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Mike Mansfield
Mike mansfield cropped.jpg
United States Ambassador to Japan
In office
June 10, 1977 – December 22, 1988
President Jimmy Carter
Ronald Reagan
Preceded by James D. Hodgson
Succeeded by Michael Armacost
Senate Majority Leader
In office
January 3, 1961 – January 3, 1977
Deputy Hubert Humphrey
Russell B. Long
Ted Kennedy
Robert Byrd
Preceded by Lyndon B. Johnson
Succeeded by Robert Byrd
Senate Majority Whip
In office
January 3, 1957 – January 3, 1961
Leader Lyndon Johnson
Preceded by Earle C. Clements
Succeeded by Hubert Humphrey
United States Senator
from Montana
In office
January 3, 1953 – January 3, 1977
Preceded by Zales Ecton
Succeeded by John Melcher
Member of the U.S. House of Representatives
from Montana's 1st district
In office
January 3, 1943 – January 3, 1953
Preceded by Jeannette Rankin
Succeeded by Lee Metcalf
Personal details
Michael Joseph Mansfield

(1903-03-16)March 16, 1903
New York City, New York, U.S.
Died October 5, 2001(2001-10-05) (aged 98)
Washington, D.C., U.S.
Resting place Arlington National Cemetery
Political party Democratic
Maureen Hayes
(m. 1932)
Children 1 daughter
Education University of Montana, Tech
University of Montana, Missoula (BA, MA)
University of California, Los Angeles
Military service
Allegiance  United States
Branch/service  United States Navy
 United States Army
 United States Marine Corps
Years of service 1918–1919 (Navy)
1919–1920 (Army)
1920–1922 (Marine Corps)
Rank Seaman (Navy)
Private (Army)
Private First Class (Marine Corps)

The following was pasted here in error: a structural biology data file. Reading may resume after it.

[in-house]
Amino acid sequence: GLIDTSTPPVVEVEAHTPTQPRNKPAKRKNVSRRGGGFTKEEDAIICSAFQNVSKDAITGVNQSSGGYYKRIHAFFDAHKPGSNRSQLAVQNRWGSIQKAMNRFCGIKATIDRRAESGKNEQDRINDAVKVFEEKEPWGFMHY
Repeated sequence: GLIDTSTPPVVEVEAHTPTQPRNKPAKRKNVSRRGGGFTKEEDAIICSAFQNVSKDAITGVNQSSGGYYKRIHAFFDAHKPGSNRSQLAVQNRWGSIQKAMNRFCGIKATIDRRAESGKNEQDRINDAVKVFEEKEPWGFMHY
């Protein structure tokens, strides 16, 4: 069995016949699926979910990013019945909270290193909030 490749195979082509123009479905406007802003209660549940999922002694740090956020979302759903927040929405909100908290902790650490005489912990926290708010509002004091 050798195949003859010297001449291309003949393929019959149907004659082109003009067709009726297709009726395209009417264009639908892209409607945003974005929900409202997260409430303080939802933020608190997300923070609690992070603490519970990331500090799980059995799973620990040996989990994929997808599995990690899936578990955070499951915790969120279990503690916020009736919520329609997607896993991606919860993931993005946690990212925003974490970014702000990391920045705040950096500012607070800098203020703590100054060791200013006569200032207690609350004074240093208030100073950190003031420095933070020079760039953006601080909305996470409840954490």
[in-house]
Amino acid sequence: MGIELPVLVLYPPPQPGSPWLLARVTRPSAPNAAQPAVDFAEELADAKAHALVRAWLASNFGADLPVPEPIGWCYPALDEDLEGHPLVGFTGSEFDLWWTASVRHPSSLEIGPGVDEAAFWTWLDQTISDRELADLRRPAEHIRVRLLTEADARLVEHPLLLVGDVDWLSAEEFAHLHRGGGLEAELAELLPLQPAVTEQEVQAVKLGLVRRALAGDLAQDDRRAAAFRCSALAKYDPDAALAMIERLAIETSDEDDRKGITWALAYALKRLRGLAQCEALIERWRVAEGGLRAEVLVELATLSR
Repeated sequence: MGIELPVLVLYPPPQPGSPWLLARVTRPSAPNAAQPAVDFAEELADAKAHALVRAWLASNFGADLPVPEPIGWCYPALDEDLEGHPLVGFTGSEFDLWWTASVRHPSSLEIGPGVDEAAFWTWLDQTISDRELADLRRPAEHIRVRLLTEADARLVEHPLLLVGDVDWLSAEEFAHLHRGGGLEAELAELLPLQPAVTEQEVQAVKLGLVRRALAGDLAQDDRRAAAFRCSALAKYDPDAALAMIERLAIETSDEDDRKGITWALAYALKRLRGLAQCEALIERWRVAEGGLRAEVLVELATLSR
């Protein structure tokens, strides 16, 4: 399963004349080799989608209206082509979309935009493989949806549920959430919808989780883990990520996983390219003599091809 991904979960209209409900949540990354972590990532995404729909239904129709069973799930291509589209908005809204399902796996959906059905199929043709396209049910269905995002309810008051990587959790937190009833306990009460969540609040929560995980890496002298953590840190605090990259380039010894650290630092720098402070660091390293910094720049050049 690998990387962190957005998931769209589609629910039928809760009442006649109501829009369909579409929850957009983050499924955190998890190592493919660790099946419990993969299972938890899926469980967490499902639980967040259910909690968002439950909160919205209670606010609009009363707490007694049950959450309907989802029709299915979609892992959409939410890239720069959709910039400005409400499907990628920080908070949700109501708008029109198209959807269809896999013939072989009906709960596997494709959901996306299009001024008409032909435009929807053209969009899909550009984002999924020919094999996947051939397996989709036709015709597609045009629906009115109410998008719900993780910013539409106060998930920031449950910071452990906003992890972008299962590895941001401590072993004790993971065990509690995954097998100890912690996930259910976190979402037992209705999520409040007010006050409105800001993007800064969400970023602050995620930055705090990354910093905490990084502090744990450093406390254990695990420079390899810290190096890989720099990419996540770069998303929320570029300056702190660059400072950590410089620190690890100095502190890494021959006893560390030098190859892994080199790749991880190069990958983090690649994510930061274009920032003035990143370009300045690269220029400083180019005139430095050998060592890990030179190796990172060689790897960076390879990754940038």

Battles/wars World War I

Michael Joseph "Mike" Mansfield (March 16, 1903 – October 5, 2001) was an American politician. He was a member of the Democratic Party. He served as a U.S. Representative (1943–1953) and a U.S. Senator (1953–1977) from Montana. He was the longest-serving Senate Majority Leader, serving from 1961 to 1977.

During his time, he led Great Society programs through the Senate and strongly opposed the Vietnam War.

After retiring from the Senate, Mansfield served as U.S. Ambassador to Japan from 1977 to 1988. On retiring as ambassador, he was awarded the nation's highest civilian honor, the Presidential Medal of Freedom (1989). He won this in part for his role in the resignation of Republican President Richard Nixon. Mansfield is the longest-serving American ambassador to Japan in history.

After his ambassadorship, Mansfield served for a time as a senior adviser on East Asian affairs to Goldman Sachs, the Wall Street investment banking company.

Mansfield died of congestive heart failure in Washington, D.C. on October 5, 2001. He was aged 98.

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